This rich and subtle novel takes an historical moment and imaginatively extends it to produce a taut and tender story of old age, youth, love and war. During the World War II German occupation of Holland, Martin Krebbs, a young SS officer, is ordered to guard Holland’s most illustrious German inhabitant, the exiled Kaiser. Krebbs is drawn into a relationship not only with the formidable, eccentric old man, but also with Akki, the beautiful and enigmatic Dutch serving maid whose role in the Kaiser’s household is more significant than he realises.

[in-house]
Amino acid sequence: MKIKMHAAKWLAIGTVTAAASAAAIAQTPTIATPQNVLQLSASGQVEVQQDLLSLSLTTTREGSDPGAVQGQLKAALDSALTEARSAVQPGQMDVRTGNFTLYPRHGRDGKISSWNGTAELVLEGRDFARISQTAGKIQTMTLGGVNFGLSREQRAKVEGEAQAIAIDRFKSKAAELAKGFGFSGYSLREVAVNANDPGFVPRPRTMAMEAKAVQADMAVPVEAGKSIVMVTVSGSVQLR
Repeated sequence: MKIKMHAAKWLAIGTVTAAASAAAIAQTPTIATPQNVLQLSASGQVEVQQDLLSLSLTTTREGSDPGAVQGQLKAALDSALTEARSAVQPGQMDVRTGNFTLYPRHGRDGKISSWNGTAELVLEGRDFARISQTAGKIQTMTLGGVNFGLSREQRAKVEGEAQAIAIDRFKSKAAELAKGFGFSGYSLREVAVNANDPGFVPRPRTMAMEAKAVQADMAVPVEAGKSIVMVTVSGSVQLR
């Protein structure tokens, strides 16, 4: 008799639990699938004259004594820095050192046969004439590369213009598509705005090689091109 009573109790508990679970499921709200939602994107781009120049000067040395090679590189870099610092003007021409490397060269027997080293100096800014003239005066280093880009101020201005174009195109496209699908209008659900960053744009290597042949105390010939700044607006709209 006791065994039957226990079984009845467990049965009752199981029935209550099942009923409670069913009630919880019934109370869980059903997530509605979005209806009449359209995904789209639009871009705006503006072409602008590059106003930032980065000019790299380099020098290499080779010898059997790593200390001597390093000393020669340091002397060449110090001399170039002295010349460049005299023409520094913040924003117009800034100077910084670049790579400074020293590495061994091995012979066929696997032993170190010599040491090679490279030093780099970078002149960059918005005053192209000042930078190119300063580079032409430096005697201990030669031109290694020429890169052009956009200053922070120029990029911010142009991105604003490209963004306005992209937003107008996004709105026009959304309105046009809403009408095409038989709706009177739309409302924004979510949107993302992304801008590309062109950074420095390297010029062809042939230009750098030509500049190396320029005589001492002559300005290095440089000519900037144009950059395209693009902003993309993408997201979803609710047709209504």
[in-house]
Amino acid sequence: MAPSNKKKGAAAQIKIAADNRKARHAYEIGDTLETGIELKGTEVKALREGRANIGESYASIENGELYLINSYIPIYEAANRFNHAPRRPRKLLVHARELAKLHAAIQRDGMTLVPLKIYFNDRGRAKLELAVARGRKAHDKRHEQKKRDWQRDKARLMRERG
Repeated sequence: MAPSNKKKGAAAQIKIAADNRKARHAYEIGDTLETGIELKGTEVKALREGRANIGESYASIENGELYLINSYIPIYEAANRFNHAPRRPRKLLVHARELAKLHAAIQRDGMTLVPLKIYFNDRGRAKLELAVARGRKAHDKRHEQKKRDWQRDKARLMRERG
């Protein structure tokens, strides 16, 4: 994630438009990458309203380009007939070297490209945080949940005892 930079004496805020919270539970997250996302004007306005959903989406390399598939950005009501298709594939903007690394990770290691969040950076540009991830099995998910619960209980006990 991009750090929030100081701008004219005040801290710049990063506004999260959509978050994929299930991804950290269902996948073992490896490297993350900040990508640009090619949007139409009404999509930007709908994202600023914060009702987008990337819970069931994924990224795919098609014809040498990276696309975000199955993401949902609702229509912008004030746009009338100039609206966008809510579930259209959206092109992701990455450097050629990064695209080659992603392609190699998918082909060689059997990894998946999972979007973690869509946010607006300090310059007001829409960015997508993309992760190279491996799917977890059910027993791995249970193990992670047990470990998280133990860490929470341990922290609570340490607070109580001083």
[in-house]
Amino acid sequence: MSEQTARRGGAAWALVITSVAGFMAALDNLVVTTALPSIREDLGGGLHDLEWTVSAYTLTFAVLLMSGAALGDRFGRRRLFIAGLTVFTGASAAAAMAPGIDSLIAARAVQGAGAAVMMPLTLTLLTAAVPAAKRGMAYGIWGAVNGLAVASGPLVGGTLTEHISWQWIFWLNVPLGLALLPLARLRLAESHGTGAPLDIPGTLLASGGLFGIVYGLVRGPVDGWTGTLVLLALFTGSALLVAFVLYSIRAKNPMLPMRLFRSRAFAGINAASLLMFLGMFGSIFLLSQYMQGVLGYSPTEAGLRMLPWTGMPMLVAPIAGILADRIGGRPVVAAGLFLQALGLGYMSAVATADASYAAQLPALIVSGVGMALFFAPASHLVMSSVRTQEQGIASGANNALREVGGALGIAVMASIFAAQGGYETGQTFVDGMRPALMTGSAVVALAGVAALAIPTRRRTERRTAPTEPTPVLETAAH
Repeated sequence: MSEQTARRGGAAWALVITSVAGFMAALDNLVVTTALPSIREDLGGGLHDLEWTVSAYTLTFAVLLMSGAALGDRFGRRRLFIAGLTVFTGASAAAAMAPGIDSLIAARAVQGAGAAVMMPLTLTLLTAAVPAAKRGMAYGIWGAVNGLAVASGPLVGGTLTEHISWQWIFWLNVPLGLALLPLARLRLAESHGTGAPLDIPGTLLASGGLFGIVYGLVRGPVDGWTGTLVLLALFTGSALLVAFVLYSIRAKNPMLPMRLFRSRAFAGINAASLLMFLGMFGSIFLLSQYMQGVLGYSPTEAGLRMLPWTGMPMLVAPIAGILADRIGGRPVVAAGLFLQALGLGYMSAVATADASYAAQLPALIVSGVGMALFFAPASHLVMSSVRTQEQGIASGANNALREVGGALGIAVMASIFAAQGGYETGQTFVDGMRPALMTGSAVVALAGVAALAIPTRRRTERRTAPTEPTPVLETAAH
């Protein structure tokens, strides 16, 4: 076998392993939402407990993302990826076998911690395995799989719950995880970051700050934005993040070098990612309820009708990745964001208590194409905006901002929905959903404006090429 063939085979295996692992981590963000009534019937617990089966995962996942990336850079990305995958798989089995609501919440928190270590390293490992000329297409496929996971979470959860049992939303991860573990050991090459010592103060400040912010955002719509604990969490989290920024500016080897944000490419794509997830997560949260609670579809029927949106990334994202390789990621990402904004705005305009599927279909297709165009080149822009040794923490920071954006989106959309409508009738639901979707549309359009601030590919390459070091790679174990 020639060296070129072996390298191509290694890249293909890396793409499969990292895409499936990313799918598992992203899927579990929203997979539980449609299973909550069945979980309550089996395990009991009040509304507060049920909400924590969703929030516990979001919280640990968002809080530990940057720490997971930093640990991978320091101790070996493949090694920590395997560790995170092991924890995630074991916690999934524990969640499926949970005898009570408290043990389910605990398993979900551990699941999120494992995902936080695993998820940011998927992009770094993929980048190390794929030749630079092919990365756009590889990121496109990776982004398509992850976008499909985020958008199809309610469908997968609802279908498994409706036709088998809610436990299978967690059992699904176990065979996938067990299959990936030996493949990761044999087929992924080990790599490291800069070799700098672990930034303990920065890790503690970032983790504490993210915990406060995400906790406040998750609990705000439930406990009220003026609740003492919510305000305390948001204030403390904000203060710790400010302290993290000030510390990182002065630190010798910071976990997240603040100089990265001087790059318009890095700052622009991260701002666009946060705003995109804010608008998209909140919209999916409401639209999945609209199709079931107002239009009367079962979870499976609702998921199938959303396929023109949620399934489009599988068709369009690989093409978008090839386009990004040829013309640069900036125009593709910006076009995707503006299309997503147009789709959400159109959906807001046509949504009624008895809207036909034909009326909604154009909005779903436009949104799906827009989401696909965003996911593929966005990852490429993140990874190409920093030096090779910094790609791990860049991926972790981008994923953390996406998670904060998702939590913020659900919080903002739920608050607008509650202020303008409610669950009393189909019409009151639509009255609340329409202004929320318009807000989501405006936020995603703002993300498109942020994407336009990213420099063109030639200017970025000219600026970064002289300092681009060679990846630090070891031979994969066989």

Krebbs’s infatuation with Akki develops alongside his deepening relationship with the Kaiser. As the Kaiser feeds his ducks, chops logs, reads P G Wodehouse, muses on what might have been and rages against what is, Akki appears both to accept Krebbs’s advances and to become ever more elusive. The conflicts of love and war, the hard choices demanded by loyalty – and the even harder consequences – are dramatically sharpened by the moral and emotional awakening of the young SS officer.
Sensitive and perceptive, tough-minded and powerful, The Kaiser’s Last Kiss evokes a world in which choices are neither simply personal nor straightforwardly political, but a dangerous mixture of both. There are no easy answers and, as Krebbs discovers, no easy conquests.